America's Shadow War in Laos Revisited

The lobby of the CIA headquarters Building in Langley, Virginia. Reuters

Back in 1961, the rumbles of war could be heard in Laos, a former French colony that shared a border with North and South Vietnam and Cambodia. The stocking-shaped, landlocked kingdom was threatened by a communist insurgency led by the Pathet Lao, which was backed by the North Vietnamese—and the U.S. government was preparing to protect the government in Vientiane. Unlike in South Vietnam, however, the American response would be led not by the U.S. military, but by the CIA. Officially, the monarchy would remain "neutral" in the unfolding, Cold War military contest in Indochina. Washington and Hanoi would fight in the shadows.

It is at this point that Joshua Kurlantzick, a Southeast Asia fellow at at the Council on Foreign Relations, begins his new book, A Great Place to Have a War: America in Laos and the Birth of a Military CIA. Rather than provide an overview of American activities in Laos, Kurlantzick concentrates on the war and the CIA's program with the Hmong tribal people of northern Laos.

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He describes this program, which he calls Operation Momentum, as a "plan to arm and train the Hmong under Vang Pao to fight in the growing civil war in Laos." Vang Pao, the ethnic Hmong political leader and army general, would lead this program from its bright beginning in 1961 to its bitter end in 1975. Kurlantzick later characterizes the CIA's involvement as a "massive undertaking" that would transform the agency from a mere collector of intelligence and meddler in other governments' affairs into a "central part of war fighting" in the U.S. government. In other words, here was the birth of a military CIA more than 55 years ago. Who knew? Not me. Not then, not now.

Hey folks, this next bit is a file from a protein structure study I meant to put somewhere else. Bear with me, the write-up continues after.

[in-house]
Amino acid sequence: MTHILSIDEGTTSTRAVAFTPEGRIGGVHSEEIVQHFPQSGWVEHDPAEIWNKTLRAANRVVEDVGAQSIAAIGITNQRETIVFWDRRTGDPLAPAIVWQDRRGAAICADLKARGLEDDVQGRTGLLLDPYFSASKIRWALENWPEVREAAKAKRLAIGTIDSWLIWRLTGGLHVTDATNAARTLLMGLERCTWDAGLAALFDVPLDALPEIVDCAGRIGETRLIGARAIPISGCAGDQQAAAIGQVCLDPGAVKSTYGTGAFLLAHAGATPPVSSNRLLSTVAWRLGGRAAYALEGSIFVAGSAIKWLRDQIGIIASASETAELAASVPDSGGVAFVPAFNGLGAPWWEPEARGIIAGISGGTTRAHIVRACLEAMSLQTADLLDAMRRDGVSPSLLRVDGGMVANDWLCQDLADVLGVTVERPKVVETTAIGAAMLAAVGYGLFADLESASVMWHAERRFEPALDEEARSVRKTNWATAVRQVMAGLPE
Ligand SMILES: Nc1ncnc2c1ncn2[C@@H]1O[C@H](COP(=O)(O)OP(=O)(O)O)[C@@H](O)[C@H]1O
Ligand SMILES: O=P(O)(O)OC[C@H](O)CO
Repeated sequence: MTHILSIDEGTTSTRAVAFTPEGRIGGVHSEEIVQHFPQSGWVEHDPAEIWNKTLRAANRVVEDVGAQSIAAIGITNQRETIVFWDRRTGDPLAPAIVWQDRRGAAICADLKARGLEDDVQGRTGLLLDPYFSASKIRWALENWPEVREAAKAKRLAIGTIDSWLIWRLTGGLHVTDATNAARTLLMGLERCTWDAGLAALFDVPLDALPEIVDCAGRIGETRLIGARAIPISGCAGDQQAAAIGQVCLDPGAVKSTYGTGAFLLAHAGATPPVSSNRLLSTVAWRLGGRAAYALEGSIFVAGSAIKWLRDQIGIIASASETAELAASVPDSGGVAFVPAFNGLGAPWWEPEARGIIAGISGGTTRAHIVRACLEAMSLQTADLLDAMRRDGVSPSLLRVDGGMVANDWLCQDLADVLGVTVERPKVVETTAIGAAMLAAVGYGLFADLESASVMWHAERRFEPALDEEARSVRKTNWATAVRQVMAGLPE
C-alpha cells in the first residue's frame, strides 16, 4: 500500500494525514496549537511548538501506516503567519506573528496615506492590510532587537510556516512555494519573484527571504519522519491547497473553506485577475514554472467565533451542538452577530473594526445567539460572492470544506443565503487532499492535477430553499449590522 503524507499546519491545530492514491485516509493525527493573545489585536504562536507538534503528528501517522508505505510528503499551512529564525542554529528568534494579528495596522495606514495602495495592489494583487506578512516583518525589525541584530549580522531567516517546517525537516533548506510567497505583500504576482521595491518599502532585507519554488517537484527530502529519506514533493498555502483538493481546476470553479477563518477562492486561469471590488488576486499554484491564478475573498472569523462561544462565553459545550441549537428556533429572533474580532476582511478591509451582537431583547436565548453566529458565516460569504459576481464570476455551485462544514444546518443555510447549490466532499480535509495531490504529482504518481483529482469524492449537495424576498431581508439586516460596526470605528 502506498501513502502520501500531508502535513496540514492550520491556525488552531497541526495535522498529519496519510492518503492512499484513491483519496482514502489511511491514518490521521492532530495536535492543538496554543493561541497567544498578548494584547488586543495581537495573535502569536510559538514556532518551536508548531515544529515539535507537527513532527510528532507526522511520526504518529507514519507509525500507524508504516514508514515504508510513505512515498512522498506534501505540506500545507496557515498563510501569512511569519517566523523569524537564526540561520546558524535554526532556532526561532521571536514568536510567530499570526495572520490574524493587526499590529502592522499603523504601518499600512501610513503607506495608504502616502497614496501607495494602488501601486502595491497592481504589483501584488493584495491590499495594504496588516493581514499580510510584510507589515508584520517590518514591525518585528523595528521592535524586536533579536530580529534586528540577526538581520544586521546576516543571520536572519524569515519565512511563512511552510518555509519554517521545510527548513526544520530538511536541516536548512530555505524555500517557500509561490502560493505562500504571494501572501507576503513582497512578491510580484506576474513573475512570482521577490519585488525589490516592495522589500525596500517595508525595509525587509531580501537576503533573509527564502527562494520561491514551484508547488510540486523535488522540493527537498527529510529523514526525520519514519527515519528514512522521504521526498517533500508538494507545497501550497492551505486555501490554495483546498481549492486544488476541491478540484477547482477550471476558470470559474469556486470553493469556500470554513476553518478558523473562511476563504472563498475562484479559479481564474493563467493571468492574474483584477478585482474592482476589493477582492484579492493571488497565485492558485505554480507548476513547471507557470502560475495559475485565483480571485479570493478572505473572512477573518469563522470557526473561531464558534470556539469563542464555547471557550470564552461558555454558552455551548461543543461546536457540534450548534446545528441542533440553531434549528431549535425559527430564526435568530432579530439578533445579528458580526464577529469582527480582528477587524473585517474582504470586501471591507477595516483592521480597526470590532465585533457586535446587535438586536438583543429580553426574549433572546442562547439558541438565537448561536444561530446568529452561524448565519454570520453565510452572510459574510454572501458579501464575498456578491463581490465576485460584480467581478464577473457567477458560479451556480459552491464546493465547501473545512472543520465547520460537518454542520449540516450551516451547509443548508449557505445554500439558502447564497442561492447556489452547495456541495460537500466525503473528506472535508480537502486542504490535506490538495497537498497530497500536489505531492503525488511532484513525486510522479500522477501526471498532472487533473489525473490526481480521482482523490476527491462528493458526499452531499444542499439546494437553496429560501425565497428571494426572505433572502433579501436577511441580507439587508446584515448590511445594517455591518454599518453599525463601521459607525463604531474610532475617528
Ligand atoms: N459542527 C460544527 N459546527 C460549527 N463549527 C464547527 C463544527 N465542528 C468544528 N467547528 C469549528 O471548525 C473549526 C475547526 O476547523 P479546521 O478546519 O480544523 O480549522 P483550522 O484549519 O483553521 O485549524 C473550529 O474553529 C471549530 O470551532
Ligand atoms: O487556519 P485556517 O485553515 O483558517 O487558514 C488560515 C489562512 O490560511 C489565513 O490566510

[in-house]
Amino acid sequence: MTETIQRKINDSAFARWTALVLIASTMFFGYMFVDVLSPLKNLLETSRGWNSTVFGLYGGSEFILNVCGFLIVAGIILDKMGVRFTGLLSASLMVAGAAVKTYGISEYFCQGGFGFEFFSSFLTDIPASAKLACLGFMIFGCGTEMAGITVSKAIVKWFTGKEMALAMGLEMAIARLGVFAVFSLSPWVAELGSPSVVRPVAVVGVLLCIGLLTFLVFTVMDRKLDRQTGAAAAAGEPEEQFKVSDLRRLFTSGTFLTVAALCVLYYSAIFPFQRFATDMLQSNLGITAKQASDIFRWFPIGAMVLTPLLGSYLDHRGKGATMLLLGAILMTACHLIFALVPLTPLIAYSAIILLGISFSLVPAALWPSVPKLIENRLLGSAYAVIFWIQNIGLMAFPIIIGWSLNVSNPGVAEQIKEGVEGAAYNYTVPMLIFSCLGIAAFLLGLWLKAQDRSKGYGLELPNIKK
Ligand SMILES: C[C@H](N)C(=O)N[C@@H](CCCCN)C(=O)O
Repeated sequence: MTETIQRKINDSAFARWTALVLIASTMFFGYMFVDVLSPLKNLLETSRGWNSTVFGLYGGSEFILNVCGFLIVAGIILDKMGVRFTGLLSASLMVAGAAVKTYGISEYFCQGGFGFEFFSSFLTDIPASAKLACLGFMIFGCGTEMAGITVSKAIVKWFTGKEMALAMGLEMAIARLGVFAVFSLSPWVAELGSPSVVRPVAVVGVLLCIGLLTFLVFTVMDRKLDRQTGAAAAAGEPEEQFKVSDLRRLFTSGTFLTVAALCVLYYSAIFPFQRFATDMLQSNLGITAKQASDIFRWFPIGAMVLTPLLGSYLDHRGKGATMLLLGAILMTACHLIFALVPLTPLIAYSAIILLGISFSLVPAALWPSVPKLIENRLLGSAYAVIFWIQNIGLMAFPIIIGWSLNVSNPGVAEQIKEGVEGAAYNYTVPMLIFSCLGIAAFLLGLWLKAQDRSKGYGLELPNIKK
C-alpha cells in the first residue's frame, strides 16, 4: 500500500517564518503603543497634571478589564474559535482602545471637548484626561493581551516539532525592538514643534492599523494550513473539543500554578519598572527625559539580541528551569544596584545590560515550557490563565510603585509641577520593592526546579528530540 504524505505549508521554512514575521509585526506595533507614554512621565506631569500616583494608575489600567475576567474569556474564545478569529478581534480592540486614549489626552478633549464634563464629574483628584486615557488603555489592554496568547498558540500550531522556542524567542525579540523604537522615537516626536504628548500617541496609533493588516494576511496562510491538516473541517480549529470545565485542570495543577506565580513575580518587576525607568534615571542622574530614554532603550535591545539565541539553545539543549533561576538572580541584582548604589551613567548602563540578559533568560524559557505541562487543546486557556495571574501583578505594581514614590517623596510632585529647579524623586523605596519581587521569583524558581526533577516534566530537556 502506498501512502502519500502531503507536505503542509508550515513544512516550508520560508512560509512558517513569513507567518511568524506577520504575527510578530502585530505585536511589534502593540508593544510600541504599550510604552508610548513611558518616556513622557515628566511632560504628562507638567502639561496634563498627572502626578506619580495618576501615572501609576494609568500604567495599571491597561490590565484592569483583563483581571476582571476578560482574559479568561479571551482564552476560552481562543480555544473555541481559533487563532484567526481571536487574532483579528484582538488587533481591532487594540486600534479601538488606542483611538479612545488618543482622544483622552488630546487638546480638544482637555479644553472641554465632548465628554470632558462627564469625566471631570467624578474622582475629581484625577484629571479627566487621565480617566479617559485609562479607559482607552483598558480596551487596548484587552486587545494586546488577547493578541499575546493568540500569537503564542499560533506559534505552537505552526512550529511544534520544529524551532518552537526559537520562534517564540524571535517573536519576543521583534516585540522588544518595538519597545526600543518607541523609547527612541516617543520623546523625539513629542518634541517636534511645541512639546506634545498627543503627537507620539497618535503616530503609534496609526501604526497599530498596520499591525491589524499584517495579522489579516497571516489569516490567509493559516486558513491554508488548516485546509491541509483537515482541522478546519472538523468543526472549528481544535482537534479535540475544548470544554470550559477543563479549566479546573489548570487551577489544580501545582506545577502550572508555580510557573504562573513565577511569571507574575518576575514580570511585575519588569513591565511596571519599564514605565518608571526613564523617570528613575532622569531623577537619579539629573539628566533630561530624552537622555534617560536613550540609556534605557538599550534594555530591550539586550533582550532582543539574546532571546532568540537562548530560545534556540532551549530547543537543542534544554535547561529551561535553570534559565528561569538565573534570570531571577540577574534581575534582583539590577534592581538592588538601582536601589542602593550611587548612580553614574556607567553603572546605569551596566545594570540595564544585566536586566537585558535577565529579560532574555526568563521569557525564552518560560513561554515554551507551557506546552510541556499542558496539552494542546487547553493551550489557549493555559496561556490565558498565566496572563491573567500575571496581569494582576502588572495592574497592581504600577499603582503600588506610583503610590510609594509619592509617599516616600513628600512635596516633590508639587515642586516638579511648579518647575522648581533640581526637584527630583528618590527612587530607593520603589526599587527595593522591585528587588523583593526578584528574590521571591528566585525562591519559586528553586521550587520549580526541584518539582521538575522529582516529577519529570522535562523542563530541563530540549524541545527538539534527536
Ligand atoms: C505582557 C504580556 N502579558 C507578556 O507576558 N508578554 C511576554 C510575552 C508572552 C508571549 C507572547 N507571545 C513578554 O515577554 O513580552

Kurlantzick starts his narrative by gravely mischaracterizing Operation Momentum, labelling it a paramilitary operation when it was something quite different. Did he really not know what it was or did he skip that part because it did not fit into his conclusions for the book?

The late Bill Lair, a legendary CIA case officer who has been called the finest counterinsurgency thinker of his time, developed the Operation Momentum concept and brought it to life in conjunction with Vang Pao. The military aspect, self-defense forces in Hmong villages, aimed to provide security for the villagers from Lao communist troops, the Pathet Lao. Hmong units were lightly armed, and only a few had any offensive capability. The rest would stay in place to protect their homes.

The core of Operation Momentum was nation building at its most basic level, the village. Economic development, training, education, health care and medicines, lessons in civics, all done in close cooperation between the CIA and the U.S. Agency for International Development, the former working out of Vang Pao's base at Long Tieng, the latter across Skyline Ridge at Sam Thong. All the key figures—Vang Pao, Lair, USAID's Edgar "Pop" Buell—recognized that the Hmong and other tribes in northern Laos could not survive over time without integrating into Lao society and Vientiane's body politic, and they placed great emphasis on this theme. Kurlantzick does mention the importance of this belief to the principals, but he ignores all other aspects of Operation Momentum not related to military activity. There is no mention of USAID's role, no meaningful discussion of the importance of Air America in supporting the program, military or otherwise. In a country with virtually no road infrastructure, air transport was essential.